Using HCE with a Commercial PoS Terminal

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Image: “Stock Exchange Graph” courtesy of “cooldesign” / FreeDigitalPhotos.net

Image: “Stock Exchange Graph” courtesy of “cooldesign” / FreeDigitalPhotos.net

Introduction

This short note is a direct follow-up from my previous post on Host Card Emulation (HCE) so it would be a good idea to read that first; even if you have read it previously it might be worth refreshing your memory; you can find it here — I’ll wait whilst you read it …

… good, you’re back!

So, now you should have an appreciation for HCE and its significance in the mobile payments space. In that previous article, I had also described a sample application that I had written that responded to commands that were representative of those that would be issued by a typical PoS terminal and how the HCE application should respond to these.

In a sense, this was not quite a “real-world” example since the commands were generated by Vivo payanother application that simulated a real PoS terminal. Well, our BlackBerry NFC Development team did have access to a real PoS terminal, a ViVOpay™ 4500, and were kind enough to extend my application to respond to commands sent from this real device (this should not be interpreted as an endorsement, real or implied, of this device by BlackBerry. It’s simply that this one was available and on-hand to experiment with at the time. Other PoS terminals from other manufacturers are equally applicable here). This post describes the additional features that were added to the application to allow it to respond and identify itself as either a MasterCard™ or Visa™ card.

The Modified BlackBerry 10 HCE Application

The original tool I used to simulate a PoS terminal, “javaemvreader” (https://code.google.com/p/javaemvreader/), took a fairly crude and brute force approach to determining what cards were being emulated by the HCE application. The ViVOpay 4500, and other commercial terminals, take a much more efficient approach by checking for the presence of the “Proximity Payment System Environment (PPSE)” applet which has a well-known AID. This applet’s primary role is to inform the PoS terminal of the AIDs of the payment applets available on the card. This is a reflection of the efficiency needed in the real-world to avoid having to spend too much time with the card (or NFC handset) connected to the reader.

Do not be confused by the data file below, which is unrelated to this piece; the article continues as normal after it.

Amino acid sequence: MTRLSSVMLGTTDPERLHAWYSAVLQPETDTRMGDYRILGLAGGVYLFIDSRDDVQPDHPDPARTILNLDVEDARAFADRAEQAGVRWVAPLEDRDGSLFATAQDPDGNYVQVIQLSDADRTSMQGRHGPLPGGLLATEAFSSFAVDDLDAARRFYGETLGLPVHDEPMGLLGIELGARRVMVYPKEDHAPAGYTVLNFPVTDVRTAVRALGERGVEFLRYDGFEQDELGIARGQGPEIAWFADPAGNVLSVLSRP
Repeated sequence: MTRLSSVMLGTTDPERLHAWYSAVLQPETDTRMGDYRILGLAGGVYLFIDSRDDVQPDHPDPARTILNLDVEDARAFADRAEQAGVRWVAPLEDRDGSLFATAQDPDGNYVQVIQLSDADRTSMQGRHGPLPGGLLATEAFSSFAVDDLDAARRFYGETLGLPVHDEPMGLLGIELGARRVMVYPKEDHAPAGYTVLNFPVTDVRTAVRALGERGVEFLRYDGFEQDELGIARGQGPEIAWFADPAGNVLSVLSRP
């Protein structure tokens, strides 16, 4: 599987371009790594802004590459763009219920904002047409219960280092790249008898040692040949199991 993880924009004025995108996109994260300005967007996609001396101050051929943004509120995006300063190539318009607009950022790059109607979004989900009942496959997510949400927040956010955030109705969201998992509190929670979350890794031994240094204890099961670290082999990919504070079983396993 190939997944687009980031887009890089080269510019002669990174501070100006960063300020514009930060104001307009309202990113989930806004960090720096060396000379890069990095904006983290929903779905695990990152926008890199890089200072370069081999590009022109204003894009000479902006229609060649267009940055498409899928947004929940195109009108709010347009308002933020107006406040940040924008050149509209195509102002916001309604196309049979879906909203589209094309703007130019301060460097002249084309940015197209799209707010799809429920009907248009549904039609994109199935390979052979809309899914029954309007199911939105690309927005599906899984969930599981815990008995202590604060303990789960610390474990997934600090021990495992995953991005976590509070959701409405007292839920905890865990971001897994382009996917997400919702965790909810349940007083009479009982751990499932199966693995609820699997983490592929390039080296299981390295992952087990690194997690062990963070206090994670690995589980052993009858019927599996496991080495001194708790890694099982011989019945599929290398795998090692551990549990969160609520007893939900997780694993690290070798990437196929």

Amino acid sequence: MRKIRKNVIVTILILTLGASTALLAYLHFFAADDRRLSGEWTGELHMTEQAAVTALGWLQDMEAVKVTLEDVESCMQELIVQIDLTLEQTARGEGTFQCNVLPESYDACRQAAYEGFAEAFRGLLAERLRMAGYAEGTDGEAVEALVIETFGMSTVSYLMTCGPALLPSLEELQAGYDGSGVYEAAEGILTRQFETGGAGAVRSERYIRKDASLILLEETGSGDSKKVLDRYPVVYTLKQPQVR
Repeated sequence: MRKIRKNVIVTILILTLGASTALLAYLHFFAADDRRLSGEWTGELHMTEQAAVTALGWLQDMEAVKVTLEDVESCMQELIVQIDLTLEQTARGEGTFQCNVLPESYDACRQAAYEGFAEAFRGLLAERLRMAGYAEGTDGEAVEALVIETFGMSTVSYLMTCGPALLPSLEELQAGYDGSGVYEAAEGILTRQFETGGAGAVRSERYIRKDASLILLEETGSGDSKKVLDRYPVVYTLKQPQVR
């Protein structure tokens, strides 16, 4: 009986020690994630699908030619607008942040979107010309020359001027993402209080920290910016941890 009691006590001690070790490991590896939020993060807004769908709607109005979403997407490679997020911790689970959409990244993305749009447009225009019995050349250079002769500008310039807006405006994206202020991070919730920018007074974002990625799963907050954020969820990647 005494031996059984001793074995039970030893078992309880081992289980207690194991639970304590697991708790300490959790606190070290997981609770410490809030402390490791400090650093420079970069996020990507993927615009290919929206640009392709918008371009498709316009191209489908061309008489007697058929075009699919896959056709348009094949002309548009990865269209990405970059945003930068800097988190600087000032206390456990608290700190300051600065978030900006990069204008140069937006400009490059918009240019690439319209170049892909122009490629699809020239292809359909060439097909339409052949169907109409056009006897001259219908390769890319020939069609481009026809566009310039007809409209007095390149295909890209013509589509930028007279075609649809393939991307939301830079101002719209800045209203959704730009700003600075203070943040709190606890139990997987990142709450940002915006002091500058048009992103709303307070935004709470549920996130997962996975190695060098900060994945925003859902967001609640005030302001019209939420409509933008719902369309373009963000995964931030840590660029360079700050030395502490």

For a more seamless experience the HCE application registers the AID of the PPSE applet so it will be launched when presented to the PoS terminal which then attempts to select the PPSE applet.

Code 1 The processing of the SELECT of the PPSE AID has also been improved rather than just responding with a static response:

HCE code 2

The “appendFCI()” method builds the response dynamically using whatever AID (MasterCard™ or Visa™) we’ve decided to emulate. In a real-world context this would be equivalent to the user selecting the payment method as in a Wallet Application.

It’s instructive to see the typical pattern that is used to do this. EMV™ uses Type Length Value (TLV) encoding for almost all of its structured data in commands and responses and this is achieved in the HCE application by the utility class BerTLV as you can see below. BER stands for Basic Encoding Rules and is one of a number of encoding rule sets (BER, DER, …) that have their history in concrete encodings of  ASN.1 data structures.

HCE code 3